The top priority for any state government in India, particularly those in the south, should be construction of lakes on a large scale, not only to dam rivulets but also to drain rainwater from ditches and pits into the lakes. Tamilnadu receives around 100 cm of rainfall per year on an average. If the rainwater is harvested to the maximum extent possible, two- three crops can be raised in most of the places. Tamilnadu will become surplus in food grains.
During rainy season in October-December, one finds water everywhere(i.e.on very large area), stagnating in shallow ditches. This water evaporates in 15-20 days once the rainy season ends, without being of any use for cultivation as the water is not deep enough to recharge ground water. If this water is drained into deep lakes to be constructed, the evaporation will be less and the ground water will be recharged. Around the lakes, one can get water in the wells at a depth of 20-25ft. While rains will be more or less enough to raise one crop, well water will help raise 1-2 crops.
Lake water can also be a reliable source of drinking water for people of villages around the lakes. While supplying water to people from reservoirs/rivers hundreds of kilometres away is welcome, this is not as reliable a source as local lake water.
Each district should have a senior water resources development officer with technical staff and with adequate powers to sanction construction of a lake and related work
Food situation in the world in general and in Africa in particular is not as alarming as the protests against food grain prices in several countries, as also the warnings by FAO economists suggest. Low production is a very serious matter which defies solutions but price increase is not impossible to be tackled by increasing/extending subsidies, loans etc. While main food grain producing countries have witnessed slight decline of less than 1.5% in production,(less than 10% of carry forward stock) most of the African countries like Ethiopia, Eritrea, Kenya, Malawi, Niger, Somalia, Uganda, Zimbabwe etc. have recorded higher production in 2010 than in the previous year. Higher prices in 2010 for food grains are likely to lead to a higher production in 2011, as farmers will be encouraged to try to produce more, by higher income. The lower production of food grains in main producing countries will only mean lower stocks being carried forward to the next year and not non-availability of food grains.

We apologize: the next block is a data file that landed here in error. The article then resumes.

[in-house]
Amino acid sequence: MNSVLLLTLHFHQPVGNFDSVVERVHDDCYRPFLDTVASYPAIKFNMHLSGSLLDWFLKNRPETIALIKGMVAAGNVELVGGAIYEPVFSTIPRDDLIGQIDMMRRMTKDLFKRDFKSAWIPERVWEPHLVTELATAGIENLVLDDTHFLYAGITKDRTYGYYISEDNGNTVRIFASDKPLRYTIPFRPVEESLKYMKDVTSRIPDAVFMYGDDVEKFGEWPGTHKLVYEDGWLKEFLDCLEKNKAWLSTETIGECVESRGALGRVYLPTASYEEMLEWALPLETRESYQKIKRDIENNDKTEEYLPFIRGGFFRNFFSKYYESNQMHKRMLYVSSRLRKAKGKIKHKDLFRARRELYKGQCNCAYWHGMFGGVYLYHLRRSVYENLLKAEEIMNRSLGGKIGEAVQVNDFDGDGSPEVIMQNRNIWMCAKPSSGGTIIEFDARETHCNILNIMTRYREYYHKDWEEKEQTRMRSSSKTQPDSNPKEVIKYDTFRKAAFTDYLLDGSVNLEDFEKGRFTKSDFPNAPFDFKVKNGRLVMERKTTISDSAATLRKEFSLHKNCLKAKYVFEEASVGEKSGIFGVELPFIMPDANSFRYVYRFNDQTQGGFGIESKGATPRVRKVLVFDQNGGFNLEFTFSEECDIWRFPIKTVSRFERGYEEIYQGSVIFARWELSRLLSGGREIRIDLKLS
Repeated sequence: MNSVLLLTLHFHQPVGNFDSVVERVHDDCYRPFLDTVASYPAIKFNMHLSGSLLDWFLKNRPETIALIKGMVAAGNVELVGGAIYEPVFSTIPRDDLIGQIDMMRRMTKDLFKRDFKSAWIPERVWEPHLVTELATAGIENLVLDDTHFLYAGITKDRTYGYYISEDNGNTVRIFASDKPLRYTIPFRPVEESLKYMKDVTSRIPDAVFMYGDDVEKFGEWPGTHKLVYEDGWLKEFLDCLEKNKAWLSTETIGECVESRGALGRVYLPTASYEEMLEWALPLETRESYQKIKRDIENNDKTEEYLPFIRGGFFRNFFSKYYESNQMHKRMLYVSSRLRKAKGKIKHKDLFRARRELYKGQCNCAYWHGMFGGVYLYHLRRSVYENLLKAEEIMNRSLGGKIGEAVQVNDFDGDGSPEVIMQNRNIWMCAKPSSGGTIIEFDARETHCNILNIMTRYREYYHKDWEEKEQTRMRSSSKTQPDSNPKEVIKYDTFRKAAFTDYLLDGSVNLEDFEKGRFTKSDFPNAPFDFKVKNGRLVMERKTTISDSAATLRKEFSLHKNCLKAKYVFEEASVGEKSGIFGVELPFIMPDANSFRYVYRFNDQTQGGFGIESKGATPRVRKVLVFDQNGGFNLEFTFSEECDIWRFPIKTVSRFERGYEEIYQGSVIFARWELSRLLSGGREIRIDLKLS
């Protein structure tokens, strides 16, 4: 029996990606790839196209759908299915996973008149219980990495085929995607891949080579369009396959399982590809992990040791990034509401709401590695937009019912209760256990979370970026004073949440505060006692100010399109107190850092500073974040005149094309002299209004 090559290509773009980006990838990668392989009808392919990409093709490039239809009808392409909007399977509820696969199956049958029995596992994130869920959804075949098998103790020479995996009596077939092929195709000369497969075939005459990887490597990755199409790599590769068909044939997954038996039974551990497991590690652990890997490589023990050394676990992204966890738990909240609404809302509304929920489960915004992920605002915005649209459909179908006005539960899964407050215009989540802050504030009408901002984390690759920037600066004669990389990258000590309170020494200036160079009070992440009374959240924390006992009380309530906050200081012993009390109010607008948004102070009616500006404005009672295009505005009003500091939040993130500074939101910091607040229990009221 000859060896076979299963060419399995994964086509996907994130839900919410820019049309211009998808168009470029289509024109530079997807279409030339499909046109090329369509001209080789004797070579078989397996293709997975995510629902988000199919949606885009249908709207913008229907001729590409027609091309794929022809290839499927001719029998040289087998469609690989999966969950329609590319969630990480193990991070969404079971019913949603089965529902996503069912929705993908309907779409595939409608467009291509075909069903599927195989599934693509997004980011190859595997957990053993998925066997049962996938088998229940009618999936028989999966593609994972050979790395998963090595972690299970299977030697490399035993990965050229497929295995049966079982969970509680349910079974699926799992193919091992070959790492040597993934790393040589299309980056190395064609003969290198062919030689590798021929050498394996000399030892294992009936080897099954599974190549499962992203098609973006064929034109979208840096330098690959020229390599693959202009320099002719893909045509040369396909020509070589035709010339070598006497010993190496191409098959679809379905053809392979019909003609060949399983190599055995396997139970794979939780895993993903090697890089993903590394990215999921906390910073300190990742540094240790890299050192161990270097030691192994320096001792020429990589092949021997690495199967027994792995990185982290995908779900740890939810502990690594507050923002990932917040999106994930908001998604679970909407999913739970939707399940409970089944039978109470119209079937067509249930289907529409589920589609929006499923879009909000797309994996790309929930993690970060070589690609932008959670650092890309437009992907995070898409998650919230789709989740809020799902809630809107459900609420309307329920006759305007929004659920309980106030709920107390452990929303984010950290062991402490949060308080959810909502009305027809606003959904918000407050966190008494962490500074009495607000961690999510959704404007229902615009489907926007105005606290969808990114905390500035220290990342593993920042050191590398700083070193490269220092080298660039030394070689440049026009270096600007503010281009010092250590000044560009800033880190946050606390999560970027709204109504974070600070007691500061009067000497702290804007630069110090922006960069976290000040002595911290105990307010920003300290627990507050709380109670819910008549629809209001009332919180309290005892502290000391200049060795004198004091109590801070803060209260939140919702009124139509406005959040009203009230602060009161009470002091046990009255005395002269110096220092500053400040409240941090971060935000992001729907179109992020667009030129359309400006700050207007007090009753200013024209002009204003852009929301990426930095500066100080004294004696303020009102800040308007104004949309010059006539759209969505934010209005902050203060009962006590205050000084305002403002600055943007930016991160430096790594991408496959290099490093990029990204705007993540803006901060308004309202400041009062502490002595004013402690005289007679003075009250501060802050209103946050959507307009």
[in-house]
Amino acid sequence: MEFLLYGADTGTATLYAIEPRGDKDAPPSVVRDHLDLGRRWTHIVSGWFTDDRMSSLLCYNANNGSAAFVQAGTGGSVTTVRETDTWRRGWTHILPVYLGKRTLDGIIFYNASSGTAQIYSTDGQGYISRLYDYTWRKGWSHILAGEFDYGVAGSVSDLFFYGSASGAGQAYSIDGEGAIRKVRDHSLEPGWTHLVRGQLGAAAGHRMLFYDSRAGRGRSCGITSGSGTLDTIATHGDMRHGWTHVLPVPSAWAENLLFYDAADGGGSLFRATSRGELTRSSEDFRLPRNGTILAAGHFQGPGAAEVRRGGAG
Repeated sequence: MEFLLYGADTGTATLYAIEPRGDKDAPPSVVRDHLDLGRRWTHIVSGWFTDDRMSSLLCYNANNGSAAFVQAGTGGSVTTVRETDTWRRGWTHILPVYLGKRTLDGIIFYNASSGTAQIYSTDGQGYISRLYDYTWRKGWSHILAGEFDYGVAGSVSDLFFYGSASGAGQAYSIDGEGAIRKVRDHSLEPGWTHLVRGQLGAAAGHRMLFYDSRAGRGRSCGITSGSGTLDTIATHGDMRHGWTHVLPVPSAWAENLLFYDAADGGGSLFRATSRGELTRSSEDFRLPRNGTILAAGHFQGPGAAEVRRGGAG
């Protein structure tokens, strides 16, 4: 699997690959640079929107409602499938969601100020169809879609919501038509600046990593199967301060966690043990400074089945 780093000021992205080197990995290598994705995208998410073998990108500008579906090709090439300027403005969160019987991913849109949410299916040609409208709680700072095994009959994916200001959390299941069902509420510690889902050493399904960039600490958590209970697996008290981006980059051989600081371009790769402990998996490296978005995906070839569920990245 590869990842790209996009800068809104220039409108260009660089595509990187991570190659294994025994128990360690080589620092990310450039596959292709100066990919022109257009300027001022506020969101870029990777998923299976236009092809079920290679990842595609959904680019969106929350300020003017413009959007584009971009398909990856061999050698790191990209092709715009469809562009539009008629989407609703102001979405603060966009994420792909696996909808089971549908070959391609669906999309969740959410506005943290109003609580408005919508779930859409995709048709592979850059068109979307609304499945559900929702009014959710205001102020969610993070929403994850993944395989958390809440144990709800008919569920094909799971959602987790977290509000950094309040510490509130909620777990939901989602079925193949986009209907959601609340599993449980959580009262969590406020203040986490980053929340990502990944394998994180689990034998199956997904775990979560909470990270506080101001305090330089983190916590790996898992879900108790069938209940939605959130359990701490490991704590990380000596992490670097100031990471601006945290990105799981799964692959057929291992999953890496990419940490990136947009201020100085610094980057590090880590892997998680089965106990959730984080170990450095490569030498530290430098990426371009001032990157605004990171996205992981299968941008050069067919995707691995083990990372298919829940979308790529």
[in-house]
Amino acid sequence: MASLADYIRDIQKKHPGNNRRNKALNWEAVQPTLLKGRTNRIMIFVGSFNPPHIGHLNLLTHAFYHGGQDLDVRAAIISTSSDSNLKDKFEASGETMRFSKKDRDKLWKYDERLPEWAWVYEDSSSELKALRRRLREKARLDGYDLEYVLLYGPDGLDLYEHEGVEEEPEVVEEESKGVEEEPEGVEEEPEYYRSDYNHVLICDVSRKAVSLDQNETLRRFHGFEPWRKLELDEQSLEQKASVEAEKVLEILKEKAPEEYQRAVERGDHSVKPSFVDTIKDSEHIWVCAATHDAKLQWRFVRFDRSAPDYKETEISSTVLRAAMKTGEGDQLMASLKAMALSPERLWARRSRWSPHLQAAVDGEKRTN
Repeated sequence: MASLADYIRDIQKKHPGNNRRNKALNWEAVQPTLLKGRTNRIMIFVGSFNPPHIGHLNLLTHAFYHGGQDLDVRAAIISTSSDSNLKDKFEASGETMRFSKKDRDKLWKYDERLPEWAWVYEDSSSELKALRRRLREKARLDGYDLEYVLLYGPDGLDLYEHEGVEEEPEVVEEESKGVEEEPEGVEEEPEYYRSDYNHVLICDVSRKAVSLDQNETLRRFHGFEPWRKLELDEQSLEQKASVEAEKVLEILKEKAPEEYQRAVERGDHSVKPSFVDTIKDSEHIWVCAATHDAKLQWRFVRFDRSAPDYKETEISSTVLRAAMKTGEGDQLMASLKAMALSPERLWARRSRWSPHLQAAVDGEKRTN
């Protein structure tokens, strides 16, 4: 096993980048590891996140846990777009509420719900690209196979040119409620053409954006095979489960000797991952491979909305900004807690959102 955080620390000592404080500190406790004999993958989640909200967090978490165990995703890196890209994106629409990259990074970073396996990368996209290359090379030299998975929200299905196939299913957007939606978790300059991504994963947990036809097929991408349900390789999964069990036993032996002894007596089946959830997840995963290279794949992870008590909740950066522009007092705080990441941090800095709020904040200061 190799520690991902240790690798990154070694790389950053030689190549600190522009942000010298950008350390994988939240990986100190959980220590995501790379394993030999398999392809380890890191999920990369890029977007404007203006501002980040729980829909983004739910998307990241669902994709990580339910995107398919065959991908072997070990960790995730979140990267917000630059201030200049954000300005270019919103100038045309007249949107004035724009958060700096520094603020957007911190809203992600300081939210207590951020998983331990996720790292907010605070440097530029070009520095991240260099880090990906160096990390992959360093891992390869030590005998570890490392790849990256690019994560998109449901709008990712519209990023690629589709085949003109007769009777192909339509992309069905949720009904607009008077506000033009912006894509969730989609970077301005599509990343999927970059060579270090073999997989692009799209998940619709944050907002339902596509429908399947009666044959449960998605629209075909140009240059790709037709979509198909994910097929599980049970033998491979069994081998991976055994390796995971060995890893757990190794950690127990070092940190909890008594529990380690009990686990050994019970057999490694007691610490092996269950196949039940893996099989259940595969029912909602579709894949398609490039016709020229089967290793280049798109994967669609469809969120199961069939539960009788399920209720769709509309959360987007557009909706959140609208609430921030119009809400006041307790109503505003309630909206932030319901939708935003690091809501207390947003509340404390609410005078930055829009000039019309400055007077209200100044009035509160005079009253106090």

It is also heartening to note that wages in most of the African countries have increased during the last few years and thus people have more money to meet the higher food grain prices. It is also pleasing to note that among the 20 fastest growing economies in the world, as many as 11 are in Africa. In other world, out of 53 African countries, 11 are witnessing very high economic growth rates. (Among the 140 non-African countries, only 9 are witnessing high growth rates.). Thus, the people will be able to absorb the higher prices without much difficulty.
From the long term view also, India alone has the potential to double its production of food grains from about 225 million tonnes to 450 million tonnes. If India achieves just 50% of its additional food grain production potential, the world will not have food insecurity at all. Even without bringing in additional land under cultivation, Africa has the potential to double its production, as its yield is very low. What is required is substantial investment in irrigation projects.